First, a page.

It's go time
The departure of Josh Hamilton leaves Texas Rangers clinging to top tier status
Every team with a sustained run of success goes through three stages. The first is building the talent needed to win. The second is a sustained period of success at the sport’s highest level.
The third is what I like to call the “clinging” stage. That's when the team does anything it has to in order to remain a viable championship contender, even if the decisions don’t look that great on paper.
The Texas Rangers may be transitioning from Stage 2 to Stage 3 after Josh Hamilton's departure this week.
Last week, Rangers general manager Jon Daniels likely worked out a neat plan, none of which is possible anymore.
The best laid plans...
I’m sure Rangers general manager Jon Daniels had a neat plan worked out last week. It probably involved signing either free-agent pitcher Zack Greinke or slugger Josh Hamilton.
Then, depending upon who the Rangers signed, it probably meant going out and making a trade. Players bandied about included pitchers James Shields and R.A. Dickey, or hitters like Justin Upton.
None of that is happening now. Greinke signed with the Los Angeles Dodgers. Hamilton spurned the Rangers for the Los Angeles Angels. Shields was dealt to Kansas City. Dickey appears to be staying put with the New York Mets. Same for Upton in Arizona.
Did Daniels have a plan for this? Probably not. No one wants to consider that scenario. Thus ends Daniels’ long winning streak through stage one and two of the Rangers’ ascent in the American League.
The building years
Stage 1 started in July of 2007 when Daniels went all-in on a youth movement by trading Mark Teixeira to Atlanta for a bounty that included three current Rangers – shortstop Elvis Andrus and pitchers Matt Harrison and Neftali Feliz.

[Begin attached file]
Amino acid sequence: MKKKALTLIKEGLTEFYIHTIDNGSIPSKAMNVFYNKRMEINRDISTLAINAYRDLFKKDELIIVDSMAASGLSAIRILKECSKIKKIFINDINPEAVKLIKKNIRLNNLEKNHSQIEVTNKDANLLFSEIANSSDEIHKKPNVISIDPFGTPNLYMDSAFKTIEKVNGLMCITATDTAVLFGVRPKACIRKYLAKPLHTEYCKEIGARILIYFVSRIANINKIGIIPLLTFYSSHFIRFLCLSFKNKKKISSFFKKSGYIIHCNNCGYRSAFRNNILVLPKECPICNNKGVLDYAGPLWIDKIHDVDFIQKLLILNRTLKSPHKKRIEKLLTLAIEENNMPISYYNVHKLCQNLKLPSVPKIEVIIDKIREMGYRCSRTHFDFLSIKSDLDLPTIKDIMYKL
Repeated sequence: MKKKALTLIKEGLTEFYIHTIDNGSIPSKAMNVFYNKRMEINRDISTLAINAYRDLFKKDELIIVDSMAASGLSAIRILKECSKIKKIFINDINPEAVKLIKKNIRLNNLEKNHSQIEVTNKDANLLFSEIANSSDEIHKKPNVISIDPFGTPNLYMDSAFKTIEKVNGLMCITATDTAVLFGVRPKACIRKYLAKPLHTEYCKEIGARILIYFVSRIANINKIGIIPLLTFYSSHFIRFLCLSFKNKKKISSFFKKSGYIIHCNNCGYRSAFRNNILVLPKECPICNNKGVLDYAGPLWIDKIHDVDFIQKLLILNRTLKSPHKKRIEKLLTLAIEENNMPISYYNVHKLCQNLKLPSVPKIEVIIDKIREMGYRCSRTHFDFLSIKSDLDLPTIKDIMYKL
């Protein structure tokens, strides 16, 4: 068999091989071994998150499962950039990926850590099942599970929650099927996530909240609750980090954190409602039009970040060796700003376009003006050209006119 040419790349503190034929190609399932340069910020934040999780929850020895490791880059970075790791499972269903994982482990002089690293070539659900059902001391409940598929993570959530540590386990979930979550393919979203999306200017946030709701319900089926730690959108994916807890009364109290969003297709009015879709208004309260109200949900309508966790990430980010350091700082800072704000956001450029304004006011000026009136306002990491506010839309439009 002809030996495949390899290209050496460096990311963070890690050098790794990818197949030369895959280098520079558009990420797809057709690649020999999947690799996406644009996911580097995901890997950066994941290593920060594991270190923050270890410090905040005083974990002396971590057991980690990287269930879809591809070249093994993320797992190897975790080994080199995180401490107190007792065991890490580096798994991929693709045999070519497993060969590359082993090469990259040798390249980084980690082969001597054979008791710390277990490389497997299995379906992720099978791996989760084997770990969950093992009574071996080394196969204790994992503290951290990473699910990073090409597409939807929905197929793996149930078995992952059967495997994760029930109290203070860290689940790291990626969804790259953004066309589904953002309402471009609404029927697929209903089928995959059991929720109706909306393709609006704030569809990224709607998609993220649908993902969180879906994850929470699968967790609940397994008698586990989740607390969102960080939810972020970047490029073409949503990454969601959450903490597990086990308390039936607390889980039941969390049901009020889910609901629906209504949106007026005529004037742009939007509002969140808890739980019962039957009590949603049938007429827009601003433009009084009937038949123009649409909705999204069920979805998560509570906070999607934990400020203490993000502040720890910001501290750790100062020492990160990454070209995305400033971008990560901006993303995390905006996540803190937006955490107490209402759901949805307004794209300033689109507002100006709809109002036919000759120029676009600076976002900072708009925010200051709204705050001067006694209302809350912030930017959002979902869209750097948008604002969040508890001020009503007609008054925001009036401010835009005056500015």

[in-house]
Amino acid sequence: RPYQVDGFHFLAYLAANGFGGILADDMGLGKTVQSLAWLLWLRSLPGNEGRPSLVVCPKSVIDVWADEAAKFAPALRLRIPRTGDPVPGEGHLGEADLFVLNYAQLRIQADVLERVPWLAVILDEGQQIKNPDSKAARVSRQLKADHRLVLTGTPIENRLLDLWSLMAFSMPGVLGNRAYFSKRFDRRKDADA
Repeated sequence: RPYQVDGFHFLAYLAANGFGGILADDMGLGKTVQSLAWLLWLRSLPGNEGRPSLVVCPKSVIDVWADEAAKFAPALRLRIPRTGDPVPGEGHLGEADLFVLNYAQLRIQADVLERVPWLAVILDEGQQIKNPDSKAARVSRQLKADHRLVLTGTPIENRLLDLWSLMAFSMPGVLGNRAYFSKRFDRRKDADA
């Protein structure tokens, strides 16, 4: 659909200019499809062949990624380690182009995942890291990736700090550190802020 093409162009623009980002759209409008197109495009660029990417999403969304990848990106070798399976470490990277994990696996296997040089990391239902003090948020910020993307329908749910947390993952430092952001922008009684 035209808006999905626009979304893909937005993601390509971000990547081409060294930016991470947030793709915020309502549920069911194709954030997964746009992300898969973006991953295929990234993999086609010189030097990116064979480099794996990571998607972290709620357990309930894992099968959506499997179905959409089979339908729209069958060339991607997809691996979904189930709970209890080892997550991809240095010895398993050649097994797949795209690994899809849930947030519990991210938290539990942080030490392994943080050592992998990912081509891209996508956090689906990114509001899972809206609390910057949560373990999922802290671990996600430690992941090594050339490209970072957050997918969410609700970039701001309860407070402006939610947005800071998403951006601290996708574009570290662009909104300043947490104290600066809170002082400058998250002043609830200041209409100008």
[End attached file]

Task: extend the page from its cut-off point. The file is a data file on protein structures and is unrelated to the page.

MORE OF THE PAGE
Daniels was the brains behind the trades for Josh Hamilton, Cliff Lee and Mike Napoli.
From that moment, just about every major decision Daniels made turned to gold. The trade for Hamilton. The trade for Cliff Lee. The trade for Mike Napoli.
The largesse of prospects Daniels and his crack scouting department racked up, including a large investment in Latin America. Stage 2 started when the Rangers reached the World Series in 2010.
Losing Lee didn’t hurt nearly as much after C.J. Wilson had a career year in 2011. Losing Wilson to the Angels didn’t hurt nearly as much after the Rangers signed Yu Darvish.
Daniels’ decision-making helped build the core of those teams. Now his decision-making will determine how much longer the Rangers remain viable World Series contenders.
Where do we go from here?
As great teams lose pieces, the temptation is to find a way to sustain the run. That usually involves spending money, sometimes overspending.
Look at the Angels. After winning the World Series in 2002 with a great young team they built from within, the Halos won five division titles between 2004 and 2009.
As that great young talent matured, the Angels had no room for new prospects so they were traded in deadline deals for veterans with expiring contracts. Then as its maturing talent either left in free agency or became old and hurt, the Angels didn’t have the young players to replace them.
That’s actually part of the reason the Angels have spent so much money the past few years. They drained their farm system for veteran players and only started to restock a few years ago. Now they can pair players like Hamilton and Albert Pujols with young talent like AL Rookie of the Year Mike Trout and Mark Trumbo.
This is the decision Daniels faces. Does he have enough talent to sustain success or must he start dealing his young talent — namely Mike Olt and Jurickson Profar — to keep this going?
Selling fans on a youth movement when the team isn’t winning is far easier than selling them on a youth movement when the team is winning. Once fans get a taste of success they want more and they care little about the long-term cost that dealing players like Olt and Profar could have on the franchise.
Welcome to Stage 3, Jon Daniels. It’s your move.